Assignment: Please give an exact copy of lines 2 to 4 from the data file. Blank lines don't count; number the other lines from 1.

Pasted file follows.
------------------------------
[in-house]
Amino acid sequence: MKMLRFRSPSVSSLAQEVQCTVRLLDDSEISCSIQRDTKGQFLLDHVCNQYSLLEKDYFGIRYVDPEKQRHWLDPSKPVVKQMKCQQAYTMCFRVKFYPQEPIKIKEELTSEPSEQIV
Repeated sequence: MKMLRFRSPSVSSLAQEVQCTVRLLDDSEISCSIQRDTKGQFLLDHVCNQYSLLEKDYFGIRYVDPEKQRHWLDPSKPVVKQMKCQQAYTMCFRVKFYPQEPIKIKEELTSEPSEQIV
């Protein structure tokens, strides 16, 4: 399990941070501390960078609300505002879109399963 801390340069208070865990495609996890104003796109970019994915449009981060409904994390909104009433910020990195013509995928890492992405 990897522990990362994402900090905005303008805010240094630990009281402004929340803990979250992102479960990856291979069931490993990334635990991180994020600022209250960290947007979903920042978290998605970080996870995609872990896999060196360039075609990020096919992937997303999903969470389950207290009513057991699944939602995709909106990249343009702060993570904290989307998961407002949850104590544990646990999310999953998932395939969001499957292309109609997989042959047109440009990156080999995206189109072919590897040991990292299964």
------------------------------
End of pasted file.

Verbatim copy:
Amino acid sequence: MKMLRFRSPSVSSLAQEVQCTVRLLDDSEISCSIQRDTKGQFLLDHVCNQYSLLEKDYFGIRYVDPEKQRHWLDPSKPVVKQMKCQQAYTMCFRVKFYPQEPIKIKEELTSEPSEQIV
Repeated sequence: MKMLRFRSPSVSSLAQEVQCTVRLLDDSEISCSIQRDTKGQFLLDHVCNQYSLLEKDYFGIRYVDPEKQRHWLDPSKPVVKQMKCQQAYTMCFRVKFYPQEPIKIKEELTSEPSEQIV
């Protein structure tokens, strides 16, 4: 399990941070501390960078609300505002879109399963 801390340069208070865990495609996890104003796109970019994915449009981060409904994390909104009433910020990195013509995928890492992405 990897522990990362994402900090905005303008805010240094630990009281402004929340803990979250992102479960990856291979069931490993990334635990991180994020600022209250960290947007979903920042978290998605970080996870995609872990896999060196360039075609990020096919992937997303999903969470389950207290009513057991699944939602995709909106990249343009702060993570904290989307998961407002949850104590544990646990999310999953998932395939969001499957292309109609997989042959047109440009990156080999995206189109072919590897040991990292299964």